Worcester, Mass. – Oct. 4, 2011 – In the fall of 2007, Worcester Polytechnic Institute (WPI) became the first university in the nation to offer a bachelor's degree program in the emerging field of robotics engineering (RBE). The university's groundbreaking program is now also the first in the nation to receive accreditation from ABET (formerly the Accreditation Board for Engineering and Technology), the organization that accredits engineering programs nationwide. The action, announced last month, is retroactive to October 2009.
"WPI took the lead four years ago to establish the first undergraduate program specifically designed to prepare a new breed of engineers with the cross-disciplinary skills and the business savvy needed to drive the emerging robotics industry," said WPI Provost Eric Overström. "As the pioneering program in the field, our robotics engineering major was carefully crafted to produce graduates who can design the next generation of robotics systems, advance the science and technology behind robots and autonomous machines, and found and lead tomorrow's robotics ventures."
In awarding accreditation, ABET commended WPI for collaboration among the departments of Computer Science, Electrical and Computer Engineering, and Mechanical Engineering, which jointly established the bachelor of science program. "The RBE faculty has done an exceptional job of integrating curricula from within three supporting departments into the educational program," the accreditation team noted. "This stands as a model of cooperation in meeting the curricular educational needs of this rapidly growing, newly established program."
"By its nature, robotics engineering is highly interdisciplinary because robots consist of electrical and mechanical systems, including motors, servos, cameras, and other actuators and sensors, controlled by sophisticated algorithms and computational technology," said Michael Gennert, professor of computer science and director of WPI's robotics engineering program. "When we designed our program, we wanted to assure that students had a firm grounding in all of these areas, along with exposure to business and entrepreneurship. I'm delighted that ABET has acknowledged the success of our founding vision."
The ABET team also highlighted the enthusiasm of WPI students for the robotics engineering program. In fact, in just four years, the major has grown to become one of the university's ten most popular undergraduate majors. Since the program was launched, WPI has also inaugurated graduate programs in robotics engineering leading to the master of science and the PhD, making the university the only one in the nation with bachelor's, master's, and doctoral programs in the field.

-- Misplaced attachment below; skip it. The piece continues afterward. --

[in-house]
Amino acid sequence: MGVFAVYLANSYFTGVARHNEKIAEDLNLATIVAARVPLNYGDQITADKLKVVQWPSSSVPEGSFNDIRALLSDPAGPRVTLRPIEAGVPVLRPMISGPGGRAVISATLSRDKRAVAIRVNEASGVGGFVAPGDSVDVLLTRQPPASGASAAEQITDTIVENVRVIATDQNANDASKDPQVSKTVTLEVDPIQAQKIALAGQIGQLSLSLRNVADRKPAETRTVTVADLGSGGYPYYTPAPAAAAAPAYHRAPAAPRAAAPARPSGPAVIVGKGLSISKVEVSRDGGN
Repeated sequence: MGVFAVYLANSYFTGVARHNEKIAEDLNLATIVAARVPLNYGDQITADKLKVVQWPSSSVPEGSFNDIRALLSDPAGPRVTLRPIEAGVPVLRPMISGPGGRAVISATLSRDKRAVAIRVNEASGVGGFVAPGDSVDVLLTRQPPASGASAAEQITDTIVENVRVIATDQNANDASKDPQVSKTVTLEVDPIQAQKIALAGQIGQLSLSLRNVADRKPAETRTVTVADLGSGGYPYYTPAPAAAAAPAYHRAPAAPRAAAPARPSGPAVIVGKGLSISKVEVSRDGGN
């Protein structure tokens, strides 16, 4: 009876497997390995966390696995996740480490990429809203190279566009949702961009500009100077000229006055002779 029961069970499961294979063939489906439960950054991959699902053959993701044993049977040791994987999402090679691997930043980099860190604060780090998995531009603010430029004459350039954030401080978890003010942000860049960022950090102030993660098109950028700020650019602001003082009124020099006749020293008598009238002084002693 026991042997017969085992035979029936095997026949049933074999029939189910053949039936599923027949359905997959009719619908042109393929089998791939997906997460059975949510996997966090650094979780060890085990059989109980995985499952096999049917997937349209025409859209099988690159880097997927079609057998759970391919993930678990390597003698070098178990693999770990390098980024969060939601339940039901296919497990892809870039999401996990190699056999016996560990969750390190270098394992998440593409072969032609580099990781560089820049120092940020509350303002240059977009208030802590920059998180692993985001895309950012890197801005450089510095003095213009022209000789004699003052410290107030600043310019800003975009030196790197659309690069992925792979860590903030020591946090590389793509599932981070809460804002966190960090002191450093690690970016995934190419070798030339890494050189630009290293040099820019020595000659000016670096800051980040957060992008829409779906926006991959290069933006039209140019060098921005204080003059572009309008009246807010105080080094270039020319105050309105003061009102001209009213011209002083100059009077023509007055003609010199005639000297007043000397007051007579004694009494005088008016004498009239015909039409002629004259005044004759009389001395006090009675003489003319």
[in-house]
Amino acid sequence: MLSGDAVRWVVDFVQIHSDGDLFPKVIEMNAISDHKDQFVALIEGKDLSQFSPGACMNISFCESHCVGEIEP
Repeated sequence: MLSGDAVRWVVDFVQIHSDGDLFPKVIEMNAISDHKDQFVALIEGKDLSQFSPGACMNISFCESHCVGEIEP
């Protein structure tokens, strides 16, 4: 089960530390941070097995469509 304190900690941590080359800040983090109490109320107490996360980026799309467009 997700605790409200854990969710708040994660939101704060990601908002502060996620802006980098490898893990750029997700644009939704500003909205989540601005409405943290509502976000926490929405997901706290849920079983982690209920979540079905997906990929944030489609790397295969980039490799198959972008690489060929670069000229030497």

In addition to building its academic offerings in robotics engineering, the university has expanded its educational and research capabilities in robotics engineering, adding new tenure-track faculty members with expertise in such areas as surgical robots, human-robot interactions, robot learning, navigation, and manipulation, and intelligent mechatronic and embedded systems; developed new laboratory and teaching spaces to support the degree programs; and built a Robotics Engineering Advisory Board with representatives from some of the nation's leading robotics companies.
WPI also continues to broaden its commitment to pre-college outreach programs that build excitement for robotics and other STEM (science, technology, mathematics, and engineering) fields. For example, the university sponsors two Worcester high school teams in the FIRST robotics competition created by advisory board member Dean Kamen, WPI Class of 1973, and holds an annual FIRST regional tournament on campus. The new WPI Sports and Recreation Center, which will open next fall, has dedicated "pit" space for robotics competitions.
In 2011, WPI was selected by NASA to manage the Sample Return Robot Challenge, one of the agency's Centennial Challenge prize competitions developed to help inspire innovative solutions to technical challenges in the aerospace industry. This is the first time that NASA has partnered with a university to manage a Centennial Challenge. The contest is expected to bring hundreds of competitors from industry and academia to campus next spring to compete for a prize purse of $1.5 million. In 2009, a WPI sponsored team led by Paul Ventimiglia '12, a WPI student and head of Worcester-based Paul's Robotics, won the $500,000 top prize in another centennial competition, the NASA's Regolith Excavation Challenge.